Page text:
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Whistleblower wants to testify before House Intelligence Committee

Trump slams impeachment inquiry

The whistleblower who filed a complaint with the inspector general of the intelligence community regarding President Trump's communications with the Ukrainian president now wants to testify before the House Intelligence Committee, Chairman Adam Schiff tweeted Tuesday.

"We have been informed by the whistleblower's counsel that their client would like to speak to our committee and has requested guidance from the Acting DNI as to how to do so. We're in touch with counsel and look forward to the whistleblower's testimony as soon as this week," Schiff wrote.

House Democrats are pressing for an investigation of a call between Mr. Trump and Ukrainian President Volodymyr Zelensky during which Mr. Trump talked about former Vice President and 2020 Democratic presidential candidate Joe Biden and his son Hunter. The call is the subject of the whistleblower's complaint, which the intelligence community inspector general found both credible and of "urgent concern." As a result, it was supposed to be turned over to the House Intelligence Committee, but the acting director of national intelligence, Joseph Maguire, has declined to submit the complaint to the committee because he determined that it was not of urgent concern.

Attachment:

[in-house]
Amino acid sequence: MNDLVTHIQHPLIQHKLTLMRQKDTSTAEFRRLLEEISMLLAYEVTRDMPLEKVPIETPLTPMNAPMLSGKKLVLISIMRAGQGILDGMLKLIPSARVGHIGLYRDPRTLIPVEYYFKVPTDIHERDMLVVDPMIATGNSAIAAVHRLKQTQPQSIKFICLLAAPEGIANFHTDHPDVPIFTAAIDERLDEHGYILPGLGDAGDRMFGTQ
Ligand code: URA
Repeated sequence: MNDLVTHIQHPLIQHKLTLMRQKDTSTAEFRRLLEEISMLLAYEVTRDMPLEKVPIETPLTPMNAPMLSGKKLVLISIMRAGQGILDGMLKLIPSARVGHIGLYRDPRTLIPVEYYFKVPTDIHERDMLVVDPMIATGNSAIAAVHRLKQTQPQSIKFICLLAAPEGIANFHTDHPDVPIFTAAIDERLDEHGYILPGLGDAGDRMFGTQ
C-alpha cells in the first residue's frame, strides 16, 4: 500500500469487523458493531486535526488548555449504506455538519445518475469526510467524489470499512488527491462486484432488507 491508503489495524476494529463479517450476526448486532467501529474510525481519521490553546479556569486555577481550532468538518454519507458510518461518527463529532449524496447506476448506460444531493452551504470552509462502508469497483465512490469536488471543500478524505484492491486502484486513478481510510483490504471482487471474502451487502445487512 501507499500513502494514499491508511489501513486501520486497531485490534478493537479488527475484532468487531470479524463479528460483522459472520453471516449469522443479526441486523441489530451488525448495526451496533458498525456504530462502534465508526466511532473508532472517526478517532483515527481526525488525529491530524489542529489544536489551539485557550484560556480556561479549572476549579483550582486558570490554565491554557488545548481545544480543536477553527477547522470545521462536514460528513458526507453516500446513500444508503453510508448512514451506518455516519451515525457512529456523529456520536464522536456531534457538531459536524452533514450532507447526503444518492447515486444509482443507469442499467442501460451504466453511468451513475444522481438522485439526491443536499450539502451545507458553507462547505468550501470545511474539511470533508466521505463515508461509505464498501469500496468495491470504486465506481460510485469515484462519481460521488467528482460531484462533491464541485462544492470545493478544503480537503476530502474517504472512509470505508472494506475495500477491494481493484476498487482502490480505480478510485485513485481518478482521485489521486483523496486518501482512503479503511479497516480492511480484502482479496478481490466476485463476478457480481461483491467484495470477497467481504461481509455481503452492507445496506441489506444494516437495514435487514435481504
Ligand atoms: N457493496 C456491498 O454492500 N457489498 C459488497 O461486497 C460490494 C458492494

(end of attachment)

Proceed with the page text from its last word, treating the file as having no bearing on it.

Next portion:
Mr. Trump said in a pair of tweets Tuesday that he's authorizing the release "of the complete, fully declassified and unredacted transcript of my phone conversation with President Zelensky of Ukraine."

"You will see it was a very friendly and totally appropriate call. No pressure and, unlike Joe Biden and his son, NO quid pro quo! This is nothing more than a continuation of the Greatest and most Destructive Witch Hunt of all time," his tweet read.

Biden says Trump should be impeached if he doesn't comply with Congress

At least one week before Mr. Trump spoke with Zelensky in late July, he instructed his acting chief of staff, Mick Mulvaney, to hold off on releasing nearly $400 million in military aid for Ukraine that had already been appropriated by Congress, CBS News' Major Garrett confirmed. Ultimately, the White House released the funds to Ukraine in September, after withholding the aid for about two months.

Meanwhile, the Senate unanimously passed a non-binding resolution Tuesday calling on the Trump administration to release the whistleblower's complaint. 

The top Democrat on the Senate Foreign Relations Committee has also written three letters to federal government officials seeking more information about the withholding of security funding for Ukraine.

When asked on Tuesday about his decision to hold back aid to Ukraine shortly before his call with the Ukrainian president, Mr. Trump said it was because he "wanted other countries to put up money."

Trump decries Ukraine whistleblower controversy as "ridiculous"
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